>>>>>>>> national headquarters.  I will keep you all posted.
>>>> 
>>>>>>>> Thank you all so much for your support in this.  Right
>>> now, my own family is
>>>>>>>> hesitant to support me, which shouldn't be suprising but
>>> is nevertheless.
>>>>>>>> It helps to have the support from the NFB.
>>>> 
>>>> 
>>>>>>>> Keep the comments coming, if you have any, and inthe mean
>>> time i'll kep you
>>>>>>>> guys posted.  Who knows, there may be someone who's
>>> thought about becoming a
>>>>>>>> dog trainer out there but hasn't due to their
>>> blindness.On Aug 15, 2010, at
>>>>>>>> 11:33 AM, Arielle Silverman wrote:
>>>> 
>>>>>>>>> Hi Val and all,
>>>> 
>>>>>>>>> I think it's pretty crazy that some of the worst
>>> discrimination we
>>>>>>>>> face is from fields dedicated to improving the lives of
>>> blind people,
>>>>>>>>> such as O&M teaching and guide dog training. The
>>> underlying attitude
>>>>>>>>> is that blind people should be recipients of specialized
>>> services, but
>>>>>>>>> cannot be the service providers. I think this battle is even more
>>>>>>>>> important to fight because it is unacceptable in my mind
>>> that people
>>>>>>>>> who train guide dogs for the blind feel the need to discriminate
>>>>>>>>> against blind trainers. For that matter, how does this
>>> school expect
>>>>>>>>> its blind students to defend themselves in situations
>>> where their dog
>>>>>>>>> may be attacked by another animal that is "aggressive and
>>>>>>>>> confrontational"?
>>>> 
>>>>>>>>> Arielle
>>>> 
>>>>>>>>> On 8/14/10, Beth <thebluesisloose at gmail.com> wrote:
>>>>>>>>>> Val,
>>>>>>>>>> I really love your attitude.  I'm not going to make
>>> people like me for
>>>>>>>>>> what I want to do for women, so I'm just going to go to
>>> school and
>>>>>>>>>> becomea social worker for women in battered women's
>>> shelters.  So what
>>>>>>>>>> if people say I can't stqand a cowering woman and a big
>>> violent guy?
>>>>>>>>>> I'm tiny, really tiny, and I think short people have pretty big
>>>>>>>>>> brains, mind you.  This goes to show that it's all about one's
>>>>>>>>>> attitude.
>>>>>>>>>> Beth
>>>> 
>>>>>>>>>> On 8/14/10, Valerie Gibson <valandkayla at gmail.com> wrote:
>>>>>>>>>>> I also do not agree with cuting my losses to this
>>> school, simply bcause
>>>>>>>>>>> of
>>>>>>>>>>> the aftermath, for a couple of reasons.
>>>> 
>>>>>>>>>>> 1.  I've looked into other dog training schools, and
>>> this one seems to
>>>>>>>>>>> be
>>>>>>>>>>> the best. it offers hands-on training over a lot of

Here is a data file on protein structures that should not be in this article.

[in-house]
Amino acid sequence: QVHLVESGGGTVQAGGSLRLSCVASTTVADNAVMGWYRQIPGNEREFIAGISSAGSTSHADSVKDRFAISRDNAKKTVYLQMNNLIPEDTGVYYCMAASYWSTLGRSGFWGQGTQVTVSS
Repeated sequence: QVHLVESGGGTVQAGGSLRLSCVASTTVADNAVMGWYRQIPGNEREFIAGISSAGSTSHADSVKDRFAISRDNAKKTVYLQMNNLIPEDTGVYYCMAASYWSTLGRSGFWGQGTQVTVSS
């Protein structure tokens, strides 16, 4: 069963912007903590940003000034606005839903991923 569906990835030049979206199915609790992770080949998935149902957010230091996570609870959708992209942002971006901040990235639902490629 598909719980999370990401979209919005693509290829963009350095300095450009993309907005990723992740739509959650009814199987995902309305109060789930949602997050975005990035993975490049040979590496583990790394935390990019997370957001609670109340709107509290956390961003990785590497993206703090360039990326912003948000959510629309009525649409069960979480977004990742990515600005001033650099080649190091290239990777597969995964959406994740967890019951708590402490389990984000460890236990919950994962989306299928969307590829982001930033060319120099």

>>> subjects related to
>>>>>>>>>>> dog
>>>>>>>>>>> training as well as dog care such as neutrition,
>>> health problems in
>>>>>>>>>>> breeds,
>>>>>>>>>>> etc.
>>>> 
>>>>>>>>>>> 2.  If i asked a sighted person to find a carreer that
>>> they liked, then
>>>>>>>>>>> find
>>>>>>>>>>> a school that would help them achieve that job, then
>>> told them, "now
>>>>>>>>>>> take
>>>>>>>>>>> that school, and forget about it. find the second
>>> best.", they would
>>>>>>>>>>> most
>>>>>>>>>>> likely tell me to take a long walk off of a short peer.
>>>> 
>>>>>>>>>>> Sighted people have professors that may not like them
>>> in universities,
>>>>>>>>>>> and
>>>>>>>>>>> that does not mean that they should switch classes.
>>>> 
>>>>>>>>>>> Even after my schooling, i'm going to be faced with
>>> people who do not
>>>>>>>>>>> approve of my job vhoice, and even more who will not
>>> allow me to train
>>>>>>>>>>> their
>>>>>>>>>>> dogs due to blindness. I might as well get used to it.
>>>> 
>>>>>>>>>>> I am going into the school to gain the knowledge and
>>> foundation that i
>>>>>>>>>>> need
>>>>>>>>>>> to become a successful dog trainer, and i'm not asking
>>> anyone to like me
>>>>>>>>>>> for
>>>>>>>>>>> it.
>>>>>>>>>>> On Aug 14, 2010, at 8:49 PM, Joe Orozco wrote:
>>>> 
>>>>>>>>>>>> Mark,
>>>> 
>>>>>>>>>>>> I don't know that I completely agree with finding
>>> another school that
>>>>>>>>>>>> might
>>>>>>>>>>>> be more welcoming and allowing actions to speak for
>>> themselves.  It's a
>>>>>>>>>>>> good
>>>>>>>>>>>> thought if only because it will move along Valerie's
>>> career, but not
>>>>>>>>>>>> fighting it simply because a victory might expose her
>>> to an awkward
>>>>>>>>>>>> environment afterward is not good enough to let it
>>> go.  A few years ago
>>>>>>>>>>>> I
>>>>>>>>>>>> sued a Chinese bus carrier after they gave me a hard
>>> time about my
>>>>>>>>>>>> guide
>>>>>>>>>>>> dog
>>>>>>>>>>>> on what became three consecutive occasions.  On the
>>> first two occasions
>>>>>>>>>>>> the
>>>>>>>>>>>> situation became a nuisance involving the police.  I
>>> fought it and
>>>>>>>>>>>> successfully took my trips to and from New York from
>>> DC, but the
>>>>>>>>>>>> traveling
>>>>>>>>>>>> consisted of a lot of dirty looks and hateful
>>> muttering.  On the third
>>>>>>>>>>>> attempt I was not even allowed to board the bus, but
>>> by then the case
>>>>>>>>>>>> was
>>>>>>>>>>>> already well on its way to federal court.  My point
>>> is that the current
>>>>>>>>>>>> school will not learn from Valerie going away.
>>> Finding another school
>>>>>>>>>>>> while
>>>>>>>>>>>> still pursuing action with the current campus is one
>>> option, but I hope
>>>>>>>>>>>> something will become of this situation.  I do not
>>> know Valerie
>>>>>>>>>>>> personally.
>>>>>>>>>>>> I assume she meets all the other qualifications
>>> associated with
>>>>>>>>>>>> enrollment
>>>>>>>>>>>> and that the only reason enrollment is being denied
>>> is that she cannot
>>>>>>>>>>>> see.
>>>>>>>>>>>> If so, it's an issue that needs to be rectified if
>>> for no other reason
>>>>>>>>>>>> than
>>>>>>>>>>>> that the opportunity needs to exist for future blind
>>> applicants.  I
>>>>>>>>>>>> don't
>>>>>>>>>>>> know if my friendly little bus people would allow
>>> people to board their
>>>>>>>>>>>> buses with service animals these days, but I know
>>> they'll at least
>>>>>>>>>>>> think
>>>>>>>>>>>> twice before saying "no."
>>>> 
>>>>>>>>>>>> Best,
>>>> 
>>>>>>>>>>>> Joe
>>>> 
>>>>>>>>>>>> "Hard work spotlights the character of people: some
>>> turn up their
>>>>>>>>>>>> sleeves,
>>>>>>>>>>>> some turn up their noses, and some don't turn up at
>>> all."--Sam Ewing
>>>> 
>>>> 
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>>>> 
>>>>>>>>> --
>>>>>>>>> Arielle Silverman
>>>>>>>>> President, National Association of Blind Students
>>>>>>>>> Phone:  602-502-2255
>>>>>>>>> Email:
>>>>>>>>> nabs.president at gmail.com
>>>>>>>>> Website:
>>>>>>>>> www.nabslink.org
>>>>